William Lyon Mackenzie King (1874-1950) was Canada’s 10th prime minister. He dominated Canadian politics from the 1920s through the 1940s. With 21 years in office, he was the longest-serving Prime Minister in British Commonwealth history. As prime minister, he led the Canadian government through the Roaring Twenties, the Great Depression, and the Second World War, finishing his last term of office in November of 1948.
King first worked in Ottawa in the fall of 1900 as a civil servant, assigned to study labour issues. In 1909, he became Canada’s first Deputy Minister of Labour, a civil service position. During these early years of his career, he was attracted by Gatineau’s rugged landscape, and in 1903 he purchased land on Kingsmere Lake and built a cottage, which he named Kingswood. Over the years, he purchased more land and he eventually owned an estate of nearly 231 hectares. Upon his death in 1950, he willed his property in Gatineau Park to the Canadian people.
His estate became his sanctuary, where he could retreat to the peace of the forest and countryside. His original cottage, Kingswood, has been restored and maintained in much the same state as it was in when King spent his summers there. A simple building, it has a rustic charm from another age. The four-room cottage was constructed in 1903 and enlarged in 1916 and 1924, but it is still quite small. Close by, there is a little guest cottage, added in 1922 and a garage that was built a year later.
The cottage is situated above Kingsmere Lake. A small boathouse with a change room was built in 1917.
King became prime minister in December of 1921. He continued to summer at Kingswood until 1928, when he moved his summer home to Moorside, a short walk from Kingswood. Moorside features open grounds and a larger cottage with four small bedrooms upstairs, two of which were used by King as offices.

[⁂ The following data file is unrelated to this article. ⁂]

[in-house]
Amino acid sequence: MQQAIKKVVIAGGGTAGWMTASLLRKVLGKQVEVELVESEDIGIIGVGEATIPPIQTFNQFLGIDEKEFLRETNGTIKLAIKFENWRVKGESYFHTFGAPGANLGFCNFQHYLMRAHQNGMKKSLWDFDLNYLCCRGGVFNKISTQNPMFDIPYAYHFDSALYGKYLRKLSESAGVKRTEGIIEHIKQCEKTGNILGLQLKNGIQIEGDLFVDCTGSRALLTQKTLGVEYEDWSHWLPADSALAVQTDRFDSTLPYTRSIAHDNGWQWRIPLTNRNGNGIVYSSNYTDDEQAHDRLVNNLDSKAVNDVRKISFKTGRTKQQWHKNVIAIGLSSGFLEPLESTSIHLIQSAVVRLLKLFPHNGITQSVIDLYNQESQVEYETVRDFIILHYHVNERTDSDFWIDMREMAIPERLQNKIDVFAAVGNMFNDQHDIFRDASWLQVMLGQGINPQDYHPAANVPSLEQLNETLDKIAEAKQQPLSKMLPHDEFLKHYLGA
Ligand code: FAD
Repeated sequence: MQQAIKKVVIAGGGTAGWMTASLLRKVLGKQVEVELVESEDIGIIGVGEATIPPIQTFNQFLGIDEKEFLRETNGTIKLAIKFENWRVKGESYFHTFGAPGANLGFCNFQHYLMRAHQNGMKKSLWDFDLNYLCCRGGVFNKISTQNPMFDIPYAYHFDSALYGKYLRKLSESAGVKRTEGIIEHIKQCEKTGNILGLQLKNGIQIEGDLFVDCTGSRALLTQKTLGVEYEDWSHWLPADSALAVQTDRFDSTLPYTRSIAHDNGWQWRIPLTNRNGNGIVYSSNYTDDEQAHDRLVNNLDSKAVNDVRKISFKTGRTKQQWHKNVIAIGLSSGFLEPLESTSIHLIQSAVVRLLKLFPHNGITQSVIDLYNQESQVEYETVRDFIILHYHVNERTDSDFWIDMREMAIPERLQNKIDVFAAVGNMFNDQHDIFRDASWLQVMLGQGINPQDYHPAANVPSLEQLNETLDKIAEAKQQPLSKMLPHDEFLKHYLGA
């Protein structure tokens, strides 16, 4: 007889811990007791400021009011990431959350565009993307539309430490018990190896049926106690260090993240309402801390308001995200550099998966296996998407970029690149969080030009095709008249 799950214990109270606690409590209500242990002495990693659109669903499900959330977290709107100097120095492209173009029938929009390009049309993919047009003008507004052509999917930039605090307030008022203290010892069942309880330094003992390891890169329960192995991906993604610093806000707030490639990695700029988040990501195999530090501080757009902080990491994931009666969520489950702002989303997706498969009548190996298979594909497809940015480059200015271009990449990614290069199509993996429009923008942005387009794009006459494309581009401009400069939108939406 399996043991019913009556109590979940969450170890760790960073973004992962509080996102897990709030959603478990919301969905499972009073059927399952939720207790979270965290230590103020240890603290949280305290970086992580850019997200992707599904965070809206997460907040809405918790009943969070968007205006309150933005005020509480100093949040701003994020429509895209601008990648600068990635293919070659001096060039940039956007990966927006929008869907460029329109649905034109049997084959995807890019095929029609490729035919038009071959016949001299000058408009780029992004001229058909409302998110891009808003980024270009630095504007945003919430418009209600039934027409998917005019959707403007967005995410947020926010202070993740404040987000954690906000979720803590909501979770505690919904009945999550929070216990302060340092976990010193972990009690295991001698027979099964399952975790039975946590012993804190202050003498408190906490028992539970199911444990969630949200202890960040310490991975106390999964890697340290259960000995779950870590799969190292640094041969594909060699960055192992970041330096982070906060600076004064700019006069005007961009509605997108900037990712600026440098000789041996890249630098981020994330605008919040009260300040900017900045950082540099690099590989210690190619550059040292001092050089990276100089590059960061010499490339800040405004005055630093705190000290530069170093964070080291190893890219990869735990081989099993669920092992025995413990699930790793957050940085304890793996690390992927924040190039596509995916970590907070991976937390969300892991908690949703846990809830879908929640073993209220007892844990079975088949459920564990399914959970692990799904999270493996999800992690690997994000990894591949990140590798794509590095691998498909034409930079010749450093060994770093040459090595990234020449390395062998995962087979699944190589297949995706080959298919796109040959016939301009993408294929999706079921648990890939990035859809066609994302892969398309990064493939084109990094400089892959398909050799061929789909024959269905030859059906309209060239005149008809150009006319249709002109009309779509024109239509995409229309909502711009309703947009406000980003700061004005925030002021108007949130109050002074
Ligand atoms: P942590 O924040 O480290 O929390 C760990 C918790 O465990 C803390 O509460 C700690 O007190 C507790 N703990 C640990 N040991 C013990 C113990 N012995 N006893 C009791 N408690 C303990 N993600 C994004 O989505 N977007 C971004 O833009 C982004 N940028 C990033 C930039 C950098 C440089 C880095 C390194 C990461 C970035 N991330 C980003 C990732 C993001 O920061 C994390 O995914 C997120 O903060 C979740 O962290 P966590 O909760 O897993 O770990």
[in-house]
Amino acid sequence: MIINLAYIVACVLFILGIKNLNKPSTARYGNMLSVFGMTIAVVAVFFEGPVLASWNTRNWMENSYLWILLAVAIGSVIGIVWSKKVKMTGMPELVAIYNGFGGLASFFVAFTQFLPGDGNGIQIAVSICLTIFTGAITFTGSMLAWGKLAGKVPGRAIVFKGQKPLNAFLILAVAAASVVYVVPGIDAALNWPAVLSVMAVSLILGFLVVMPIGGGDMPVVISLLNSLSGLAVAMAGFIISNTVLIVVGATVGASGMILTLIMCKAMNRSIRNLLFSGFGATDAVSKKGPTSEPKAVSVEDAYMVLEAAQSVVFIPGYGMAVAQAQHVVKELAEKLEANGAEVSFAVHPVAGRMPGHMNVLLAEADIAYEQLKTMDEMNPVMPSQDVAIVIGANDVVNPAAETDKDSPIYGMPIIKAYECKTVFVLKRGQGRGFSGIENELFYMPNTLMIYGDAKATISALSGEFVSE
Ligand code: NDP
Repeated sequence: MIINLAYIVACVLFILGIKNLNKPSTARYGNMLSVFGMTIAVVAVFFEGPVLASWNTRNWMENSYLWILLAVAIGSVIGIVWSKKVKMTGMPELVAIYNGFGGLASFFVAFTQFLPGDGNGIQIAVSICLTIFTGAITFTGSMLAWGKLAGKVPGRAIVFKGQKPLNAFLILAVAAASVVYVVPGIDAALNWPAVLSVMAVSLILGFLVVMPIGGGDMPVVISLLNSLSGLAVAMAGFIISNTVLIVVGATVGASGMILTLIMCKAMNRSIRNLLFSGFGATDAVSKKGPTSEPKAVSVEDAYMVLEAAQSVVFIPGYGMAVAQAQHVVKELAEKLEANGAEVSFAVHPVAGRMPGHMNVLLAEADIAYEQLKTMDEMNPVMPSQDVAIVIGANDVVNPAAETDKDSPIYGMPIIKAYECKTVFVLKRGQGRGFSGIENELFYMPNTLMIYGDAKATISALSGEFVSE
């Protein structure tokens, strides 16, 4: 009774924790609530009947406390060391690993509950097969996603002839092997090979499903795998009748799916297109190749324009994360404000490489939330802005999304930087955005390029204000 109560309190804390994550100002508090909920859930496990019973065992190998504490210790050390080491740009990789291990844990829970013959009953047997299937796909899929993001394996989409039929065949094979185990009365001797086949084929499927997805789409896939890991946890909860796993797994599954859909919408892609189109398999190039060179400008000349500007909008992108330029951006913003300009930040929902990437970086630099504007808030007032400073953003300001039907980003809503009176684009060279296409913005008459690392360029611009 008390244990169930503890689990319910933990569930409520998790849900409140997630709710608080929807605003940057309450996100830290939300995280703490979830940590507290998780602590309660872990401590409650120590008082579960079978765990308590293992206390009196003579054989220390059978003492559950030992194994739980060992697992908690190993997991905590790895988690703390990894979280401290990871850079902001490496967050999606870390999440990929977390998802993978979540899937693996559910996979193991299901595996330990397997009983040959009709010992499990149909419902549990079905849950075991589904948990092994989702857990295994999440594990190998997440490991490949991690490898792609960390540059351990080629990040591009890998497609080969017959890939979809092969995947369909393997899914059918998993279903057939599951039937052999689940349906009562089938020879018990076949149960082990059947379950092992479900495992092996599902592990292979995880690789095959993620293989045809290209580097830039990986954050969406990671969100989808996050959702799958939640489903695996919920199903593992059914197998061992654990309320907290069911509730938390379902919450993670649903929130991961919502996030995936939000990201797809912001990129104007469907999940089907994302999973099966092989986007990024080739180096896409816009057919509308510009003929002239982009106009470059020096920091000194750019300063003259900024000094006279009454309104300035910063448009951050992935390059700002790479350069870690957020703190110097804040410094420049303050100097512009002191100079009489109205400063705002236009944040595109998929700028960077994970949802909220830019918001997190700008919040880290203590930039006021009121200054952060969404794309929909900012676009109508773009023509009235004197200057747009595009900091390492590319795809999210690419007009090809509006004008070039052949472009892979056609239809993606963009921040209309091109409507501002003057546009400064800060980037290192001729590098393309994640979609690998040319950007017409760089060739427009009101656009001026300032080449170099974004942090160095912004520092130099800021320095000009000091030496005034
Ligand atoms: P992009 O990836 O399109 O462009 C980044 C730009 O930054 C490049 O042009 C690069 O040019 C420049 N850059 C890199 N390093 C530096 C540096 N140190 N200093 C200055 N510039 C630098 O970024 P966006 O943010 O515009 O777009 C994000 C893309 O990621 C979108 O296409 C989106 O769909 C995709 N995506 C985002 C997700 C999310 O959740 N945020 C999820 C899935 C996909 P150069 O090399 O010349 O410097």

The livingroom has been converted into a little tea room where visitors can enjoy tea or a light meal. At Moorside, King received such distinguished guests as Winston Churchill and F.D. Roosevelt.
From the veranda, you can look out over some of the restored formal gardens that King laid out.
Among the most popular features of the estate are the ‘Abbey Ruins’. Erected between 1935 and 1937, the stones came from various places including the old Parliament Buildings (destroyed by fire in 1916) in Ottawa. King liked to visit the ruins to meditate. Now, they are very popular backdrops for photographers.
The triumphal arch was built in 1936 from the entrance pillars of the old Bank of British North America, and celebrates King’s 1935 electoral victory after five years in Opposition.
In 1927, King bought additional adjacent property, which included a 19th-century farmhouse. He lived at the farmhouse in his later years and died there in 1950. Today, the house is the official residence of the Speaker of the House of Commons and is not open to visitors.
Moorside is a bit bigger than Kingswood, and has beautiful grounds, but would not qualify as a grand house. I was very much struck by the modesty of the buildings that a man who was Canada’s prime minister for more than 20 years called home. The contrast between Moorside and the monuments to wealth and self·-aggrandizement that were constructed by successful businessmen such as George Fuller could hardly be greater.